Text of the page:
The composition described herein is especially suitable for use in preparing a mud sweep and cement spacer. When pumped between drilling fluids and cement the composition keeps the drilling fluids (mud) from being contaminated by the cement and the cement from being contaminated by the mud. This results in a better cementing operation. Additionally, the composition cleans the well bore which provides better bonding. Other applications for which the composition is well suited include separating water base muds from brine solutions, separating water base drilling fluids from oil base drilling fluids, and sweeping holes to remove gas accumulation (especially in washed out portions of a bore hole and larger diameter casings and risers).
With regard to general performance of the mud sweep and spacer described herein, the composition behaves in a superior manner because of its unique viscosity characteristics; specifically, pseudoplasticity (high viscosity at low shear rates and low viscosity at high shear rates) which provides a high annular viscosity for optimum displacement and suspension, and excellent viscosity retention up to 350° F. After considerable experimentation and field work, it can be concluded that, in most drilling, workover and completion operations, turbulent flow (which, under many circumstances, has the highest displacement efficiency) is not possible because of pump and pipe limitations, exceeding formation breakdown pressure, hole erosion, and other considerations. It has also been concluded that the above reasons dictate laminar or plug flow circulation of the fluids. The displacement efficiency of the present invention with laminar flow in eccentric annuli is very high because of the theological properties displayed by the composition of the present invention.
With regard to suspension, the composition according to the present invention has been found to be an excellent suspension agent. Whether the solids are cuttings, bridging particles, weighting material, frac, sand or gravel for packs, the composition according to the present invention has been found to suspend far better than other oil field polymers. High temperature has little adverse effect on the composition according to the present invention. At 175° F. one lb of composition/bbl water of the present invention has been found to suspend 10-20 mesh sand longer than twice the concentration (i.e., 2 lb of composition/bbl water) of certain prior art products.
As previously mentioned, the composition of the present invention comes in concentrated form, conveniently transportable in pails. This is a tremendous advance over prior art products, which generally come in a large number of sacks that must be kept dry during their transport (particularly ocean transport). The composition of the present invention can also be conveniently mixed as described below. Mixing can be performed in rig cementing units in 20 bbl volumes, in a slugging pit, or in a number of other convenient ways.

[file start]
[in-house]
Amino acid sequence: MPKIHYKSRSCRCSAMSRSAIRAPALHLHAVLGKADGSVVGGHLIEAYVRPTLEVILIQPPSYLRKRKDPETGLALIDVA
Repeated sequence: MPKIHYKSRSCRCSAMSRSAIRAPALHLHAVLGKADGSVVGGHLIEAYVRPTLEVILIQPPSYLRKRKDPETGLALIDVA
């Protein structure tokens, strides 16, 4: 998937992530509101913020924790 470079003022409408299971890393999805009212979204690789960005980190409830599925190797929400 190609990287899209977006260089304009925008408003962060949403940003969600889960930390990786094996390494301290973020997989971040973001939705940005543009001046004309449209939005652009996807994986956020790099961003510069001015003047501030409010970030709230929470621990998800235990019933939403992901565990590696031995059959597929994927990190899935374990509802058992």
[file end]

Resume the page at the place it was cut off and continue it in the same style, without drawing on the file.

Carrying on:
The invention is further defined by reference to the following examples, which are intended to be illustrative and not limiting.
______________________________________ % by weight______________________________________EXAMPLE IMineral seal oil 64.5Hydroxyethylcellulose 22.0Bentonite 6.0HME ™ 4.0Aluminum stearate 0.5KCl 0.5Sodium silicate 0.5Sodium carbonate 1.5Sodium bicarbonate 0.5EXAMPLE IIMineral seal oil 64.5Biozan ™ 22.0Geltone II 6.0HME ™ 2.0Aluminum stearate 0.5KCl 0.5Sodium silicate 0.5Sodium carbonate 1.5Isopropanol 2.0Sodium bicarbonate 0.5______________________________________
The above elements were prepared by mixing the ingredients as follows:
The mineral oil was placed in a tank. A high volume, high pressure pump was situated and operated so as to agitate the mineral oil.
The Geltone II was then added to thicken the mineral oil.
HME™ was added to aid in the further thickening of the slurry.
The isopropanol was then added.
When a satisfactory viscosity was reached, the Biozan™ and other ingredients were added and blended until the entire composition was uniformly smooth.
The above-described mix could be packaged in seven 6-gallon pails which are ideally suited for transport to and use at the oil field. Preparation of the mud sweep and spacer was accomplished by adding and mixing the composition with water such that the mud sweep or spacer fluid contained about 0.25 to 2.5 lb composition/bbl water (0.113-1.13 Kg composition/158.98 l water).
Regarding oil field applications of the above, preparation of a 20-barrel (bbls) sweep, three pails of the composition prepared according to Example II can be mixed with 20 bbls water; for a 30 bbls sweep, five pails of the composition prepared according to Example II can be mixed with 30 bbls water, and for a 40 bbls sweep, seven pails of the composition prepared according to Example II, can be mixed with 40 bbls of water. As well known to those skilled in the art, the resultant sweep may be weighted to a desired weight with barite.
Numerous modifications and variations are possible in light of the above teachings. It is therefore to be understood that within the scope of the appended claims, the invention may be practiced otherwise than as specifically described.
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|U.S. Classification||507/209, 507/926, 507/213, 507/260, 507/269, 507/266, 507/216, 507/925|
|International Classification||C09K8/60, C09K8/524, C09K8/32|
|Cooperative Classification||Y10S507/926, C09K8/601, C09K8/32, C09K8/524, Y10S507/925|
|European Classification||C09K8/32, C09K8/60F, C09K8/524|
|Nov 19, 1996||CC||Certificate of correction|
|Feb 17, 2000||FPAY||Fee payment|
Year of fee payment: 4
|Mar 24, 2004||REMI||Maintenance fee reminder mailed|
|Sep 3, 2004||SULP||Surcharge for late payment|
Year of fee payment: 7
|Sep 3, 2004||FPAY||Fee payment|
Year of fee payment: 8
|Nov 2, 2004||FP||Expired due to failure to pay maintenance fee|
Effective date: 20040903
|Mar 10, 2008||REMI||Maintenance fee reminder mailed|
|Sep 3, 2008||LAPS||Lapse for failure to pay maintenance fees|
|Oct 21, 2008||FP||Expired due to failure to pay maintenance fee|
Effective date: 20080903